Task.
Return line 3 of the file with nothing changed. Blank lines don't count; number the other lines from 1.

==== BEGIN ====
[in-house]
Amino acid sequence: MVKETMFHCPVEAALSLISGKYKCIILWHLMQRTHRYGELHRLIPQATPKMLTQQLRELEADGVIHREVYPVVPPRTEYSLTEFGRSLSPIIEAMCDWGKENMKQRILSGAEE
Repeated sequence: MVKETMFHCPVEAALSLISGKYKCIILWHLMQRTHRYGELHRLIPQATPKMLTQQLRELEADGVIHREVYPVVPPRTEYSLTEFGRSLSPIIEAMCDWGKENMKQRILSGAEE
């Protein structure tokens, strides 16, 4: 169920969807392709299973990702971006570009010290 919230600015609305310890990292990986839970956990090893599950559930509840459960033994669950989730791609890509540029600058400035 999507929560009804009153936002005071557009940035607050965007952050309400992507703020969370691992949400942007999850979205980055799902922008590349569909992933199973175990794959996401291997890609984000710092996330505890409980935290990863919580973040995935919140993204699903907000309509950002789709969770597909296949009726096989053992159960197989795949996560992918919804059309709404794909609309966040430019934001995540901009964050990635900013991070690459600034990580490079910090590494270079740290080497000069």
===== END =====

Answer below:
Repeated sequence: MVKETMFHCPVEAALSLISGKYKCIILWHLMQRTHRYGELHRLIPQATPKMLTQQLRELEADGVIHREVYPVVPPRTEYSLTEFGRSLSPIIEAMCDWGKENMKQRILSGAEE